Stuff We Love

Double Take Chilled-Out Confetti

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This Moving Mountains credenza is the ideal piece for storing entertaining supplies—it looks ready for a party (but a restrained, big-kid one that’s more like “yay” than “YAY!!!!!”). And if you need some cheering up the morning after, Leif’s buttering board will perfectly complement caffeine and toast (or a bacon-egg-and-cheese, even). —alex ronan

More home ideas, right here.


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Move over, blue suede shoes. There’s a blue suede *jacket* (from Todd Snyder!) in town. —erica


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Oof, how flattering is the back of this Thomas Sires dress? Holy moly ravioli. —erica 


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I’m kind of all about the fabric of this Alex Mill shirt. You dig? —erica


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If I was looking for a first-day-of-school outfit, this Kiely Kimmel amazingness would most definitely be in the running. —erica

Go Way Back Panama Hats

Somewhere between a clichéd fedora and an old-timey boater cap sits the Panama hat, which can somehow do beach or city without looking out-of-place—or trying-too-hard—in either setting. Its magic: It can deliver some tomboy edge to any getup, and it’s been doing so since the 1600s. Read up on its 400-year backstory, below. —maura brannigan 

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The Origin: First, let’s get to the bottom of that name: The Panama hat as we know it doesn’t actually get its start in Panama, but rather, in Ecuador. As early as the seventeenth century, straw hats—a hot commodity in Asia and Europe—are shipped to the Isthmus of Panama before sailing off to their final destinations overseas as a total marketing gimmick—because the term “Ecuador hat” doesn’t have quite the same ring to it.

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The Evolution: Once the California Gold Rush hits the West in the 1850s, the American demand for Panama hats skyrockets. Why? Many of the movements’ miners travel through the Isthmus of Panama en route to California, picking up a hot new accessory along the way.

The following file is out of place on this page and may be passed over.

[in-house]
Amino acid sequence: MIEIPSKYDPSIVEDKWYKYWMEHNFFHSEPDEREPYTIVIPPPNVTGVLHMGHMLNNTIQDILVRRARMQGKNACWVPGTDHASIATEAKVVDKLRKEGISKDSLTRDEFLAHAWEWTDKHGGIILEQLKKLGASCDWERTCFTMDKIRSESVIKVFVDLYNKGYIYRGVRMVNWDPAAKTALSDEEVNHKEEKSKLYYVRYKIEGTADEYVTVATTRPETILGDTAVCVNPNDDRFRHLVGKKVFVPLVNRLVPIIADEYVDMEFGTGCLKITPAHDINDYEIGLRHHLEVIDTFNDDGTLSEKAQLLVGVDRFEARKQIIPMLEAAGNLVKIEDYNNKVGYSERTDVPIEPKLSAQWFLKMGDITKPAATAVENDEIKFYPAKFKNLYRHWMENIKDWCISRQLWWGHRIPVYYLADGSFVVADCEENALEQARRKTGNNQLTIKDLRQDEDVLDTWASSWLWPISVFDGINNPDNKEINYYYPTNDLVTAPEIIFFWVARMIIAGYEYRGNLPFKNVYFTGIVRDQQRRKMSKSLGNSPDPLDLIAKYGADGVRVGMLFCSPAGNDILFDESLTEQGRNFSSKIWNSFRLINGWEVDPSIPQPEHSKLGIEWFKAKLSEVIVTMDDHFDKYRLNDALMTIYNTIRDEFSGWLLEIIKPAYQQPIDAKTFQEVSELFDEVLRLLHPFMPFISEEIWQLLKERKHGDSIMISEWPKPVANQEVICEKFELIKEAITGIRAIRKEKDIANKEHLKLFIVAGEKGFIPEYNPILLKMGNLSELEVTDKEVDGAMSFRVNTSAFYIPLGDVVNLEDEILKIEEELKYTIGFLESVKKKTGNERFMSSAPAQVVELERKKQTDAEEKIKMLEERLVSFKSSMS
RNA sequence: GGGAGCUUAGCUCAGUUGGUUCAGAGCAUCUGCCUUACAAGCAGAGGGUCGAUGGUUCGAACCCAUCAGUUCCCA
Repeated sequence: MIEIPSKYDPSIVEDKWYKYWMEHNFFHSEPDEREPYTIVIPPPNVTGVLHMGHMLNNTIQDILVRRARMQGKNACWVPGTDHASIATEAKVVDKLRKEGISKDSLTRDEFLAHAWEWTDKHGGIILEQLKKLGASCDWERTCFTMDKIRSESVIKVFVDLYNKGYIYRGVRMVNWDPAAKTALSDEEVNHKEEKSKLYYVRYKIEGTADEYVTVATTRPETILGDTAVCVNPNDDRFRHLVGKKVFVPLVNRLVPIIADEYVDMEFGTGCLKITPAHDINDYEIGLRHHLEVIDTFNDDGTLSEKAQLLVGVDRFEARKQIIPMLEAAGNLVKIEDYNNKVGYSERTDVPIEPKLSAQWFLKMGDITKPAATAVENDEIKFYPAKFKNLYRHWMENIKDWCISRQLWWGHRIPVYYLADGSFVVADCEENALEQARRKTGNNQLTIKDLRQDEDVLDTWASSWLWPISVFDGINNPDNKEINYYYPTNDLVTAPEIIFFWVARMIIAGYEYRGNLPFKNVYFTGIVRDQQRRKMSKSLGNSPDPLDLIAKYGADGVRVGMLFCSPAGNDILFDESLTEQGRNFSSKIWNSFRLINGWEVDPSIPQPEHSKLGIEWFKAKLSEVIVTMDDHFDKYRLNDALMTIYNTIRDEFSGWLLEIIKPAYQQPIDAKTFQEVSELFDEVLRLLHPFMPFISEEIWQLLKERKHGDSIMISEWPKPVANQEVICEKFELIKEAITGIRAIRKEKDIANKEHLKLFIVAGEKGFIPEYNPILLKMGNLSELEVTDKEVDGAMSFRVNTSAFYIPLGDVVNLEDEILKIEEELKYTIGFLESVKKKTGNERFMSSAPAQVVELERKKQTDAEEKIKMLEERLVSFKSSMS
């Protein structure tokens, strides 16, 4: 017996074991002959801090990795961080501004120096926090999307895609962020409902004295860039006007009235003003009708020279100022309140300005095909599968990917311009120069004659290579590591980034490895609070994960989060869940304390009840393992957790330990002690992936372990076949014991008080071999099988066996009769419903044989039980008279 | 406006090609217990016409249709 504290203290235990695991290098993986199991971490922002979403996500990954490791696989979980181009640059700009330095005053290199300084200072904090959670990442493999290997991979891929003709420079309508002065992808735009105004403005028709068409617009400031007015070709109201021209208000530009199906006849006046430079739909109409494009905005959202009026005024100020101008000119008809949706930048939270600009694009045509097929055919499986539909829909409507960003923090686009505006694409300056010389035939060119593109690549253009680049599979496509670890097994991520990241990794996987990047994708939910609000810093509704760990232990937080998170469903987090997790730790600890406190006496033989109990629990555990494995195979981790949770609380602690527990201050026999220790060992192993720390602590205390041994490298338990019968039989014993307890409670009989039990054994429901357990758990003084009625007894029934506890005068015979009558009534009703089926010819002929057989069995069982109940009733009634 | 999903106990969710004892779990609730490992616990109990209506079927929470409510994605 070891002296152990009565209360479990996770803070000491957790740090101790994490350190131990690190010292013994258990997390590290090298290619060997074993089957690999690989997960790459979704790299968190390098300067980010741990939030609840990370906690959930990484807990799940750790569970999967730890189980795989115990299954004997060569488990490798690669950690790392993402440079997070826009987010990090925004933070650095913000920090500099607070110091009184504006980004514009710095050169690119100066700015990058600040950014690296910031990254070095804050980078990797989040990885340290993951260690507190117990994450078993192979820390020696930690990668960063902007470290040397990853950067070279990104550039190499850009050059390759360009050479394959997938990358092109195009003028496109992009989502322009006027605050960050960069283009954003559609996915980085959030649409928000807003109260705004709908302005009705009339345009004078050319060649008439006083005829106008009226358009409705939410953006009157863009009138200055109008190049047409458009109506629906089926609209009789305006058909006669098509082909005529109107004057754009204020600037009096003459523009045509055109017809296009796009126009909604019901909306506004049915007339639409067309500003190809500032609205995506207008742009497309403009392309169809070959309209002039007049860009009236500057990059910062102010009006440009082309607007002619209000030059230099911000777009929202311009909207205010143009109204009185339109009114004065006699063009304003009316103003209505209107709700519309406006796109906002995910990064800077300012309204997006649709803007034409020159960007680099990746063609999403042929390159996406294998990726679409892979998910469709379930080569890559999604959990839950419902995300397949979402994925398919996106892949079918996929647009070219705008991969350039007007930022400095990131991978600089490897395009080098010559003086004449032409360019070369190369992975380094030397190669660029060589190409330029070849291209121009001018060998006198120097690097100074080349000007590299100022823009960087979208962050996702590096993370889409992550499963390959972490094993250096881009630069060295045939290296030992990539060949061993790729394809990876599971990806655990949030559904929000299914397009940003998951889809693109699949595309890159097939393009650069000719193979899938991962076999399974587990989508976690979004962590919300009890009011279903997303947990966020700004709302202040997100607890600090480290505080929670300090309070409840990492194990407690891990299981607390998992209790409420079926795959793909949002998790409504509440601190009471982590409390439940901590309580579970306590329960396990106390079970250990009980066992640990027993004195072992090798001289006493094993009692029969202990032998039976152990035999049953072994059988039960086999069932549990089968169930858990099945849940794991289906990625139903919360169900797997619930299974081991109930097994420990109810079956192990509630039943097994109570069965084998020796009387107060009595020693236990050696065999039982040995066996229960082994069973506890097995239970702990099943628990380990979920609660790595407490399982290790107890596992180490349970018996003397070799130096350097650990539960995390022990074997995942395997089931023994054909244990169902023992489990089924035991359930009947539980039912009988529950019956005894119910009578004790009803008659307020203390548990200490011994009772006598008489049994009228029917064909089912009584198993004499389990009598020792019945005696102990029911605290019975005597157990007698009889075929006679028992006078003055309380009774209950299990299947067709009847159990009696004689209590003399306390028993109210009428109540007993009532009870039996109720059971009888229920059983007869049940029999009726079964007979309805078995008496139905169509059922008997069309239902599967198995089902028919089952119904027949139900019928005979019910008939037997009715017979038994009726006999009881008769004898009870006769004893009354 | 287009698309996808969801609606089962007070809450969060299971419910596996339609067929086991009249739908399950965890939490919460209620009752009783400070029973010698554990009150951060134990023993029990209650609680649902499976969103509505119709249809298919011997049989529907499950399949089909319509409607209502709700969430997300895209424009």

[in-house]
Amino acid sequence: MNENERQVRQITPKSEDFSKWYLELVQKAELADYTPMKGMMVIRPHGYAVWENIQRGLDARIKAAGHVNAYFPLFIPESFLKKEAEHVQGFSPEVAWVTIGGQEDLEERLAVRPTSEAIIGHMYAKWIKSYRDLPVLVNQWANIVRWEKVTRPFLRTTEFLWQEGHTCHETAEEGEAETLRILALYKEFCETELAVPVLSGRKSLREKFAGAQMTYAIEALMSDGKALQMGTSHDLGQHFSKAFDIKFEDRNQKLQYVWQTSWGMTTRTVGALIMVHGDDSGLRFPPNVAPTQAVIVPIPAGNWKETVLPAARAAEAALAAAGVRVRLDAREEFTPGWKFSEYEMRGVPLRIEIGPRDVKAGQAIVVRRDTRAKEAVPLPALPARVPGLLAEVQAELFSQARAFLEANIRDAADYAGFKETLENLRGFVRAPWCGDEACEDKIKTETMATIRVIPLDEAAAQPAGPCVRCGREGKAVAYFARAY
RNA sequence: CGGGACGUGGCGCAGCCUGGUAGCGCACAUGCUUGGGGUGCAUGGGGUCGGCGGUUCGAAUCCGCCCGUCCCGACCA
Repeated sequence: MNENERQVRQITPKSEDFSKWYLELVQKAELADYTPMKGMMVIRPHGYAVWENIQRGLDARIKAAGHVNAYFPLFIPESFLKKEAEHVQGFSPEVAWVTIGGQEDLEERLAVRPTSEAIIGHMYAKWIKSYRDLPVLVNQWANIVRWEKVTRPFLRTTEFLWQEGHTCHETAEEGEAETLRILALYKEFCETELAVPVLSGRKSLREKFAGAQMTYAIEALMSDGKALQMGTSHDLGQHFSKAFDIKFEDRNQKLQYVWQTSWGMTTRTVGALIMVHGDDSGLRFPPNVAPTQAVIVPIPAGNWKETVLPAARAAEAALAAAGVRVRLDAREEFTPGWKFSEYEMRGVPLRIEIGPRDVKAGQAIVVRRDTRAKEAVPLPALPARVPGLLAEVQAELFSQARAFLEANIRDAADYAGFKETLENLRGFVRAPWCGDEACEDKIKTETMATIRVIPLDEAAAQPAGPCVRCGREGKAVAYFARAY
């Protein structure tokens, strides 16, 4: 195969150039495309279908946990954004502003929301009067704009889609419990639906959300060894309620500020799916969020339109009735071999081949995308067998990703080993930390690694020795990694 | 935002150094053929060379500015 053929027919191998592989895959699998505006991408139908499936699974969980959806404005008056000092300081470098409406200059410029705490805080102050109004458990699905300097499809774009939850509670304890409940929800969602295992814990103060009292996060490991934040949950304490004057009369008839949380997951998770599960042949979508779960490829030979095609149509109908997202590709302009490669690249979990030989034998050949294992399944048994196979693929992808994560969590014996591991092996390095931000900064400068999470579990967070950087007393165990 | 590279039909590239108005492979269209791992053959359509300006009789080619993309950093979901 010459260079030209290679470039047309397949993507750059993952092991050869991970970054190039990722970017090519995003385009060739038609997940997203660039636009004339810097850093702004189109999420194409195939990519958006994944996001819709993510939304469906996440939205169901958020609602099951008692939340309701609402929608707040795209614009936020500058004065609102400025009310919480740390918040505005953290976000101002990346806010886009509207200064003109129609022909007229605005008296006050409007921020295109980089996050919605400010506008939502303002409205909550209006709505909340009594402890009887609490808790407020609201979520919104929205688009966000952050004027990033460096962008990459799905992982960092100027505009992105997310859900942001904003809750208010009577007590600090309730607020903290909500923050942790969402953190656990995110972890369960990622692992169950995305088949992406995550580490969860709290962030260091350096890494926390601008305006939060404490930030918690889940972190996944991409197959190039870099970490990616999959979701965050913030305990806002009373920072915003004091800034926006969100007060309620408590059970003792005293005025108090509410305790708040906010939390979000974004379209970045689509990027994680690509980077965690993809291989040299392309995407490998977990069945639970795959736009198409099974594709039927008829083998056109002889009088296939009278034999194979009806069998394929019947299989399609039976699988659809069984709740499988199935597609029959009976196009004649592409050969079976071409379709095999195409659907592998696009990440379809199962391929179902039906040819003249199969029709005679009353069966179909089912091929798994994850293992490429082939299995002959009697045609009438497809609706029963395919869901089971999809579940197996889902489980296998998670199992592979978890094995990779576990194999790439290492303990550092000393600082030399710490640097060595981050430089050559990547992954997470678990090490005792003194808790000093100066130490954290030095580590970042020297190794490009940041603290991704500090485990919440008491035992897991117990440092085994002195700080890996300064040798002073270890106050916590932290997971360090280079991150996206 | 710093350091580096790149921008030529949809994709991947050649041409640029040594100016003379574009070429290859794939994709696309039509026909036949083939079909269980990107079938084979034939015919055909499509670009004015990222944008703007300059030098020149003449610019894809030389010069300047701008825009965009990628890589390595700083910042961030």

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And now the U.S. government gets on-board: President William McKinley orders the purchase of thousands of ‘em to combat the hot-weather fighting conditions during the 1898 Spanish American War. 

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In 1904, President Theodore Roosevelt visits the construction site of the Panama Canal and is photographed wearing the local headwear.

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Call it the Teddy Roosevelt Bump, because shortly thereafter, Panama hats become a movie-wardrobe staple. Casablanca, anyone?

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As the decades wear on, political bigwigs—including another Roosevelt, Franklin Delano—begin showing up at fancier events in the hat. In an era without A/C, the style is a way for a dude to keep his melon cool.

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The silver screen’s all over it. The hat makes prominent appearances on Gregory Peck in To Kill a Mockingbird and Paul Newman in Mr. & Mrs. Bridge—but no women…yet.

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That is, until a fresh-faced Sigourney Weaver appears in the 1982 film The Year of Living Dangerously as a British embassy officer who has a tumultuous love affair with Mel Gibson in Indonesia. Her accessory is practically a costar.

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Throughout the eighties and nineties, women really get in on the fun. Check out this epic pic that ran in Italian Vogue during that time.

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The Right Now: Panama hats earn themselves a particularly impassioned 2013 blog post by the Man Repeller’s Leandra Medine. She becomes the unofficial-official patron saint of the style, which does the rounds at the spring 2015 New York Fashion Week shows (and on sidewalks everywhere this summer).

Lots more where this came from! Click, click.

Couple Up Owen Wilson and Kate Hudson

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If these two were a high-school couple, they would be pictured in the yearbook under the header “Best Beach Hair” (and, ok, probably “Best Smiles” too, those jerks). Here’s a tribute to those Owen-plus-Kate days of yesteryear… —erica

Owen Wilson: Super-dark Acne jeans, a navy Everlane polo, and a long-sleeve tee from James Perse.

Kate Hudson: Ripped Current/Elliott jeans, a Rachel Zoe vest (worn as a top), and a lariat necklace by Vanessa Mooney.

More match-ups right this way.


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If you’re at that point in the season where you’ve worn through the soles of your sandals—hey, it happens—these Carrie Forbes suckers are here for you. —erica

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